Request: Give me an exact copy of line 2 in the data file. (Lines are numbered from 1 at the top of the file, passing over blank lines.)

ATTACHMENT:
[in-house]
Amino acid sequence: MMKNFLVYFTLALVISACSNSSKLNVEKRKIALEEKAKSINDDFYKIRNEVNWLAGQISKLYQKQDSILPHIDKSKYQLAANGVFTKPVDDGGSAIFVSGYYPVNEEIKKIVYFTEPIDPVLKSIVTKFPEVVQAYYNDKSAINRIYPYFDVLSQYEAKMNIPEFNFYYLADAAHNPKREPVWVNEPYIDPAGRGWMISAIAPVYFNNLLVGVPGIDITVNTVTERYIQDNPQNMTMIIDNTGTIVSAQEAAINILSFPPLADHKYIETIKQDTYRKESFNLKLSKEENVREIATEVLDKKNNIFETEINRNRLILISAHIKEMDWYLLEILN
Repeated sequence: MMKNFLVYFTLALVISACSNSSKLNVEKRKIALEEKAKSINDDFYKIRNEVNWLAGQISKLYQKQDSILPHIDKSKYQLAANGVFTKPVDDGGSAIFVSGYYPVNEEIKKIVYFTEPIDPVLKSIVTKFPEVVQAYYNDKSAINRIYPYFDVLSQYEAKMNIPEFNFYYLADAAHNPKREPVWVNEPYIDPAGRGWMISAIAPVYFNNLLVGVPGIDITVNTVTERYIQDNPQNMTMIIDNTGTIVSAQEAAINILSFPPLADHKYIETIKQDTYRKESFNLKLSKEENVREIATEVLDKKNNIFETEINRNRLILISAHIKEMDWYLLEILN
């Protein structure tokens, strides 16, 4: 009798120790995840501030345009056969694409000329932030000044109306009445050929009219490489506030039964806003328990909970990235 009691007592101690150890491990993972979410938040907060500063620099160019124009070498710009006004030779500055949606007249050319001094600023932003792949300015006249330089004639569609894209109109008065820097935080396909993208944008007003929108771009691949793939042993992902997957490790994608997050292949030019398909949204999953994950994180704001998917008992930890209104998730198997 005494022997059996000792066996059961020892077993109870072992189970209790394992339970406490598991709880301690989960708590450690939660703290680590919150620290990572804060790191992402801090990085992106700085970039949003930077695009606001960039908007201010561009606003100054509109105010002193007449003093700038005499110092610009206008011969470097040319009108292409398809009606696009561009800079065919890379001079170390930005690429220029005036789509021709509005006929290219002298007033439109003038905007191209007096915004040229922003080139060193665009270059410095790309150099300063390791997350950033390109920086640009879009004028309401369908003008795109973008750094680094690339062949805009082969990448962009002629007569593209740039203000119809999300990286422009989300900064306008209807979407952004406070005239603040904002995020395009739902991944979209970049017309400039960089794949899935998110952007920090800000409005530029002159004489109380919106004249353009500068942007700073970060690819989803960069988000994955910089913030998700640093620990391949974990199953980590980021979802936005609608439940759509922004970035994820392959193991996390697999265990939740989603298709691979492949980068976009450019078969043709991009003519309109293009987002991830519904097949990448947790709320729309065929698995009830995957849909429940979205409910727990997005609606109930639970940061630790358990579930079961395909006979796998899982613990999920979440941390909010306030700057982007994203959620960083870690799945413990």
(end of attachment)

Amino acid sequence: MMKNFLVYFTLALVISACSNSSKLNVEKRKIALEEKAKSINDDFYKIRNEVNWLAGQISKLYQKQDSILPHIDKSKYQLAANGVFTKPVDDGGSAIFVSGYYPVNEEIKKIVYFTEPIDPVLKSIVTKFPEVVQAYYNDKSAINRIYPYFDVLSQYEAKMNIPEFNFYYLADAAHNPKREPVWVNEPYIDPAGRGWMISAIAPVYFNNLLVGVPGIDITVNTVTERYIQDNPQNMTMIIDNTGTIVSAQEAAINILSFPPLADHKYIETIKQDTYRKESFNLKLSKEENVREIATEVLDKKNNIFETEINRNRLILISAHIKEMDWYLLEILN